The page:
Wednesday, June 15, 2005

Macrovision DMCA Lawsuit Targets DVD Copying Products

Macrovision announced today that it has filed a Digital Millennium Copyright Act (DMCA) lawsuit against Sima and Interburn. According to Macrovision's press release:
[Their] infringing products allow users to make new unlicensed DVD disc copies by stripping Macrovision's patented ACP technology. The suit charges that Sima and Interburn therefore violate both Macrovision's patents and the DMCA, which prohibits circumvention of copy protection mechanisms.
The image above is of Sima's C-2, one of units products targeted in the lawsuit. Sima writes on its site that these "units allow you to preserve your family memories to DVD and enhance their video image at the same time", and has a notice on its site:
Use of this product for unauthorized duplication of copyrighted material from DVD, VHS or other media is prohibited under federal copyright laws unless the copy qualifies as a fair use under the Copyright Laws.
Circumvention of copy protection mechanism for fair use is not allowed under the DMCA. (The DMCRA seeks to change this.) If the products would actually rip Macrovision's
Analog Copy Protection scheme, and the press release claims that they "have very limited commercial uses other than to circumvent Macrovision's copy protection technology [...]", another DVD X Copy like ruling could follow. DVD X Copy also happens to be the main product Interburn is selling on its site. A site that stands on the blacklist of the manufacturer of DVD X Copy for allegedly
"selling licenses that either CANNOT be activated or are cracked versions that DO NOT WORK properly and/or that contain spyware. Product purchased from these sites will be deactivated and are not eligible for support or updates and should be returned for a refund." [bold in original-RL]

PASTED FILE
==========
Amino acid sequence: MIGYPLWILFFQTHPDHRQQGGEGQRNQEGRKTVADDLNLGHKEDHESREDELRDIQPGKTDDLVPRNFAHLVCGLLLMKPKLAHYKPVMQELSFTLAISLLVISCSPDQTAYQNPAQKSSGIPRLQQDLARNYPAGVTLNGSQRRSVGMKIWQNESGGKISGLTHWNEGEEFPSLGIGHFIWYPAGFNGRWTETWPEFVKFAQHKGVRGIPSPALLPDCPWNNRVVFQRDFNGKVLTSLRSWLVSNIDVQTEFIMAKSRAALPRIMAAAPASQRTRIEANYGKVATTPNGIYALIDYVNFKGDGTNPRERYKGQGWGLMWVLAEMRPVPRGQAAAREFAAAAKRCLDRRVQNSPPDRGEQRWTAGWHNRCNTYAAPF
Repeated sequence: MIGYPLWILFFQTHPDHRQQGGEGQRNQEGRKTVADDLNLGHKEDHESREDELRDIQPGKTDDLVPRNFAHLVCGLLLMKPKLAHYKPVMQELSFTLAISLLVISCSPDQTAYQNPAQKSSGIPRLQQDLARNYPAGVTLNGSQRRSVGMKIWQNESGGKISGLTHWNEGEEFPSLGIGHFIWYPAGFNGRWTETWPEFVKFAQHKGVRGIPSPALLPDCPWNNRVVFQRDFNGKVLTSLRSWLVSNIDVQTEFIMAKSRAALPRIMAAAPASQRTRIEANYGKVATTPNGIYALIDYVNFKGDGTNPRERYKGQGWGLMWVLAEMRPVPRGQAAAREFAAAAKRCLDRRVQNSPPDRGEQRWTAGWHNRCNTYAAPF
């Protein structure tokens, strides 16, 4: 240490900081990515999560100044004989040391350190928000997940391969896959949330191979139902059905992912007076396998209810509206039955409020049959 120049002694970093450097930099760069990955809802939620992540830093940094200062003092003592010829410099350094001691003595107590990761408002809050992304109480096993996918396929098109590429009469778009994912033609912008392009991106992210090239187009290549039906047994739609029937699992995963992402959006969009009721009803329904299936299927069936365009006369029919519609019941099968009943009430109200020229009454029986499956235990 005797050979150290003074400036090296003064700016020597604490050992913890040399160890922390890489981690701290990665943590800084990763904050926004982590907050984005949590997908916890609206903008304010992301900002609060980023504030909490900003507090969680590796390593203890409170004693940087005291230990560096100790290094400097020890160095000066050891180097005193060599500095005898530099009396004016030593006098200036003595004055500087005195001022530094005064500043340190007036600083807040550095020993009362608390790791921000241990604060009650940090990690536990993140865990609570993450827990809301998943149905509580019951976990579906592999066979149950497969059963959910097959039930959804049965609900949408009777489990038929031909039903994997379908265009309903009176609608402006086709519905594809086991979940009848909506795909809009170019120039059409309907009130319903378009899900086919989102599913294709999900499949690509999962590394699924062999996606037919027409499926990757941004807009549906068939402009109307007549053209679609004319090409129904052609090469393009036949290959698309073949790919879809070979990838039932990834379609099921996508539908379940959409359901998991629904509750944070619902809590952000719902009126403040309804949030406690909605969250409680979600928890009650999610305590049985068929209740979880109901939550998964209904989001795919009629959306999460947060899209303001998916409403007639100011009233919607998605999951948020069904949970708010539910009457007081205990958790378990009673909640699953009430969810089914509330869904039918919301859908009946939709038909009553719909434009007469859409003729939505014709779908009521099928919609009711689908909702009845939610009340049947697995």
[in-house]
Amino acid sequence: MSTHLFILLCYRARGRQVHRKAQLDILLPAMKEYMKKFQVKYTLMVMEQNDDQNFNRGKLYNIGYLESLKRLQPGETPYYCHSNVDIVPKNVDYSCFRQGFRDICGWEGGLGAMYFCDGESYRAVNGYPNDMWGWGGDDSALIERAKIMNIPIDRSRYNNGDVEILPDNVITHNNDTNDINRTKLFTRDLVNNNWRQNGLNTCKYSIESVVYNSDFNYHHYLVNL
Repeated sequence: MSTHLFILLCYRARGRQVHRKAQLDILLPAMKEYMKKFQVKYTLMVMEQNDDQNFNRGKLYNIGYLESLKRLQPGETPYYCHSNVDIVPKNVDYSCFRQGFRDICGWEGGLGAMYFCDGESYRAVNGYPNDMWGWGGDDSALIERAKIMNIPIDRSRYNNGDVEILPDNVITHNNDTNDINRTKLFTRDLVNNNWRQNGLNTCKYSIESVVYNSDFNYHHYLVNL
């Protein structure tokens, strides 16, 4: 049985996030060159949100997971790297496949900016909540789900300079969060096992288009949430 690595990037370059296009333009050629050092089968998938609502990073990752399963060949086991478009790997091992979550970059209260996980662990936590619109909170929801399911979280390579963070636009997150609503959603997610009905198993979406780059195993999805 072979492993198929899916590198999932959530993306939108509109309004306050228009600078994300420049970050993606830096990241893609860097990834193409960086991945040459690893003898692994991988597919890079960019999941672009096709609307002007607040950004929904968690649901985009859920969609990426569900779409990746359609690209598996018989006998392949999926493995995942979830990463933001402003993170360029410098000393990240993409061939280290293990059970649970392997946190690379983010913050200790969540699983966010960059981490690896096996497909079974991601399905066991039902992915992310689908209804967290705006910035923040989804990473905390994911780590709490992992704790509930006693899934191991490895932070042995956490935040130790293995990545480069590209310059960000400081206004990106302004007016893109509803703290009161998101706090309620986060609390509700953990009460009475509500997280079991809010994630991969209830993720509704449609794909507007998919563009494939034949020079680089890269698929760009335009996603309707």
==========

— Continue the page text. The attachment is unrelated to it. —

Nice. But I guess those who buy their DVD ripping software from a well-used international DMCA (lawsuit) bypass called the internet, can't be bothered if they download their copying software from a non-US site.
- - -
Later Be sure to read Ernest Miller's post on the lawsuit, explaining something I just very slightly touched upon: "This isn't about digital anti-circumvention (the most commonly invoked), but analog anti-circumvention." As a backgound he provides article 1201(k) of the DMCA, which sees on "Certain Analog Devices and Certain Technological Measures" and, according to Miller, "makes it quite clear that Congress considers this technology copy protection technology, and because it is mandated for VCRs, makes arguing around it quite difficult."
Also interesting is his follw-up to the post: Mark Cuban Has Questions About the Macrovision DMCA Lawsuit.


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